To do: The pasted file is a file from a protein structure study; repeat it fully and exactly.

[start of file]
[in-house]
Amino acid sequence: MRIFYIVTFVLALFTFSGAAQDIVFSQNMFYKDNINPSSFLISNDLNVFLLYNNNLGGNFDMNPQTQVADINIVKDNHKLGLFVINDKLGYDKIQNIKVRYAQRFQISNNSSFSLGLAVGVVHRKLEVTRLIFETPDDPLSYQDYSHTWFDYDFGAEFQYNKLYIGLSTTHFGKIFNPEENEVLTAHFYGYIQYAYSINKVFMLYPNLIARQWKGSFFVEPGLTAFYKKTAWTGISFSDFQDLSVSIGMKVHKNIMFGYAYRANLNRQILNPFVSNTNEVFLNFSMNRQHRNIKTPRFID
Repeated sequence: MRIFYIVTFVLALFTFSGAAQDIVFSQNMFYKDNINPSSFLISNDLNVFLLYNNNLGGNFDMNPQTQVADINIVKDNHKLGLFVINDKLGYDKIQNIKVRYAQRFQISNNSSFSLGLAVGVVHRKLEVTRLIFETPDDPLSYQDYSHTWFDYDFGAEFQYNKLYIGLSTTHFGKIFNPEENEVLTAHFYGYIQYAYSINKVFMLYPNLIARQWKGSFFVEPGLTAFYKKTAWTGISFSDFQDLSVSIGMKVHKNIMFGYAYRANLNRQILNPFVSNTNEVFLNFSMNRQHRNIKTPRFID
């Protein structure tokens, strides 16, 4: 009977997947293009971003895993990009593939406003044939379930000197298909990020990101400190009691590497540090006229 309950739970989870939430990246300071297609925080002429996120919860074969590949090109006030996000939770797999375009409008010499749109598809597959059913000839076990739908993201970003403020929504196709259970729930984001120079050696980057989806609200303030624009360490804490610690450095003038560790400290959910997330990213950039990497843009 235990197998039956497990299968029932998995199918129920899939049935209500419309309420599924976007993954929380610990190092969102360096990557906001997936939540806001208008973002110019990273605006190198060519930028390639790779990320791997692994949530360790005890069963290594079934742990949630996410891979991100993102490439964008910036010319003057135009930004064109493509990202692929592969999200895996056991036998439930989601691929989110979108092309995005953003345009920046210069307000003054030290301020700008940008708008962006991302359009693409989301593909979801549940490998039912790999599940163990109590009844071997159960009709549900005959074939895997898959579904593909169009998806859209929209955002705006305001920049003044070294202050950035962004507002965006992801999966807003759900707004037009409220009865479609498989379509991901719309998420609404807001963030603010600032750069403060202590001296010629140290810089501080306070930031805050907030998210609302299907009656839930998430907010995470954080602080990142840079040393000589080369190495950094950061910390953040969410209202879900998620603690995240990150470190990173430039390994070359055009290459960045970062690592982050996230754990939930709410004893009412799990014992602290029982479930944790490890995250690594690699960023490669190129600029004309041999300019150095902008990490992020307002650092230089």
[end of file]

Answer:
[in-house]
Amino acid sequence: MRIFYIVTFVLALFTFSGAAQDIVFSQNMFYKDNINPSSFLISNDLNVFLLYNNNLGGNFDMNPQTQVADINIVKDNHKLGLFVINDKLGYDKIQNIKVRYAQRFQISNNSSFSLGLAVGVVHRKLEVTRLIFETPDDPLSYQDYSHTWFDYDFGAEFQYNKLYIGLSTTHFGKIFNPEENEVLTAHFYGYIQYAYSINKVFMLYPNLIARQWKGSFFVEPGLTAFYKKTAWTGISFSDFQDLSVSIGMKVHKNIMFGYAYRANLNRQILNPFVSNTNEVFLNFSMNRQHRNIKTPRFID
Repeated sequence: MRIFYIVTFVLALFTFSGAAQDIVFSQNMFYKDNINPSSFLISNDLNVFLLYNNNLGGNFDMNPQTQVADINIVKDNHKLGLFVINDKLGYDKIQNIKVRYAQRFQISNNSSFSLGLAVGVVHRKLEVTRLIFETPDDPLSYQDYSHTWFDYDFGAEFQYNKLYIGLSTTHFGKIFNPEENEVLTAHFYGYIQYAYSINKVFMLYPNLIARQWKGSFFVEPGLTAFYKKTAWTGISFSDFQDLSVSIGMKVHKNIMFGYAYRANLNRQILNPFVSNTNEVFLNFSMNRQHRNIKTPRFID
């Protein structure tokens, strides 16, 4: 009977997947293009971003895993990009593939406003044939379930000197298909990020990101400190009691590497540090006229 309950739970989870939430990246300071297609925080002429996120919860074969590949090109006030996000939770797999375009409008010499749109598809597959059913000839076990739908993201970003403020929504196709259970729930984001120079050696980057989806609200303030624009360490804490610690450095003038560790400290959910997330990213950039990497843009 235990197998039956497990299968029932998995199918129920899939049935209500419309309420599924976007993954929380610990190092969102360096990557906001997936939540806001208008973002110019990273605006190198060519930028390639790779990320791997692994949530360790005890069963290594079934742990949630996410891979991100993102490439964008910036010319003057135009930004064109493509990202692929592969999200895996056991036998439930989601691929989110979108092309995005953003345009920046210069307000003054030290301020700008940008708008962006991302359009693409989301593909979801549940490998039912790999599940163990109590009844071997159960009709549900005959074939895997898959579904593909169009998806859209929209955002705006305001920049003044070294202050950035962004507002965006992801999966807003759900707004037009409220009865479609498989379509991901719309998420609404807001963030603010600032750069403060202590001296010629140290810089501080306070930031805050907030998210609302299907009656839930998430907010995470954080602080990142840079040393000589080369190495950094950061910390953040969410209202879900998620603690995240990150470190990173430039390994070359055009290459960045970062690592982050996230754990939930709410004893009412799990014992602290029982479930944790490890995250690594690699960023490669190129600029004309041999300019150095902008990490992020307002650092230089």